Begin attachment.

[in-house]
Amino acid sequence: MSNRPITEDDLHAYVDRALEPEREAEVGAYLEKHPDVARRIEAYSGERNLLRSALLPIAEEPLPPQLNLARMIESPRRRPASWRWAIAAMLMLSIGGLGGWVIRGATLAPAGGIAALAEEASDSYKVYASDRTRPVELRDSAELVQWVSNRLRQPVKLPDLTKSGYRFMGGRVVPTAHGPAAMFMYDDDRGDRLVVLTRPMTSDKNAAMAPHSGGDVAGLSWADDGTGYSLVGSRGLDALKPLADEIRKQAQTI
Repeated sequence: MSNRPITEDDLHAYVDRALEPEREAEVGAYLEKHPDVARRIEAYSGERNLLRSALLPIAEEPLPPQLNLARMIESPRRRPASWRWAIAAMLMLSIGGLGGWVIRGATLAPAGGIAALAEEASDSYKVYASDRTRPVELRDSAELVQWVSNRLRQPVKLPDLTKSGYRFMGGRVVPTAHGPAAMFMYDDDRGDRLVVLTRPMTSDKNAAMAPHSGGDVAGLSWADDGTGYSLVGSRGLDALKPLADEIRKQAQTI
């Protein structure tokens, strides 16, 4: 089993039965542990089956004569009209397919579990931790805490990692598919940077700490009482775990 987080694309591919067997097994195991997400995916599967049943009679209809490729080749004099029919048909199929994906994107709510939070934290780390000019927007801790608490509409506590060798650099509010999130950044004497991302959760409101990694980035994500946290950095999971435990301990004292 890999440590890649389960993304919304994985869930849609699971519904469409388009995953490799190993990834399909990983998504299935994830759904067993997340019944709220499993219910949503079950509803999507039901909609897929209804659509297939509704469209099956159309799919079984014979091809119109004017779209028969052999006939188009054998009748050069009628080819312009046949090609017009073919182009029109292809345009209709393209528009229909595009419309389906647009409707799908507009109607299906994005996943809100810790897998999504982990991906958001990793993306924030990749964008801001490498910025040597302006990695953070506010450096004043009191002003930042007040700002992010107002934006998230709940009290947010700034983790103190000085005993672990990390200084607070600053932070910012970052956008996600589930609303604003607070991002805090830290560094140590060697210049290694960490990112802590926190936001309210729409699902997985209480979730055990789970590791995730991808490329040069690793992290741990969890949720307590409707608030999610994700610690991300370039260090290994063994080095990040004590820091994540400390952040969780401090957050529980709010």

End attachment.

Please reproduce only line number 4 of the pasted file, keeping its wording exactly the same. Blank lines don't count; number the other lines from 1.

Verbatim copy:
């Protein structure tokens, strides 16, 4: 089993039965542990089956004569009209397919579990931790805490990692598919940077700490009482775990 987080694309591919067997097994195991997400995916599967049943009679209809490729080749004099029919048909199929994906994107709510939070934290780390000019927007801790608490509409506590060798650099509010999130950044004497991302959760409101990694980035994500946290950095999971435990301990004292 890999440590890649389960993304919304994985869930849609699971519904469409388009995953490799190993990834399909990983998504299935994830759904067993997340019944709220499993219910949503079950509803999507039901909609897929209804659509297939509704469209099956159309799919079984014979091809119109004017779209028969052999006939188009054998009748050069009628080819312009046949090609017009073919182009029109292809345009209709393209528009229909595009419309389906647009409707799908507009109607299906994005996943809100810790897998999504982990991906958001990793993306924030990749964008801001490498910025040597302006990695953070506010450096004043009191002003930042007040700002992010107002934006998230709940009290947010700034983790103190000085005993672990990390200084607070600053932070910012970052956008996600589930609303604003607070991002805090830290560094140590060697210049290694960490990112802590926190936001309210729409699902997985209480979730055990789970590791995730991808490329040069690793992290741990969890949720307590409707608030999610994700610690991300370039260090290994063994080095990040004590820091994540400390952040969780401090957050529980709010």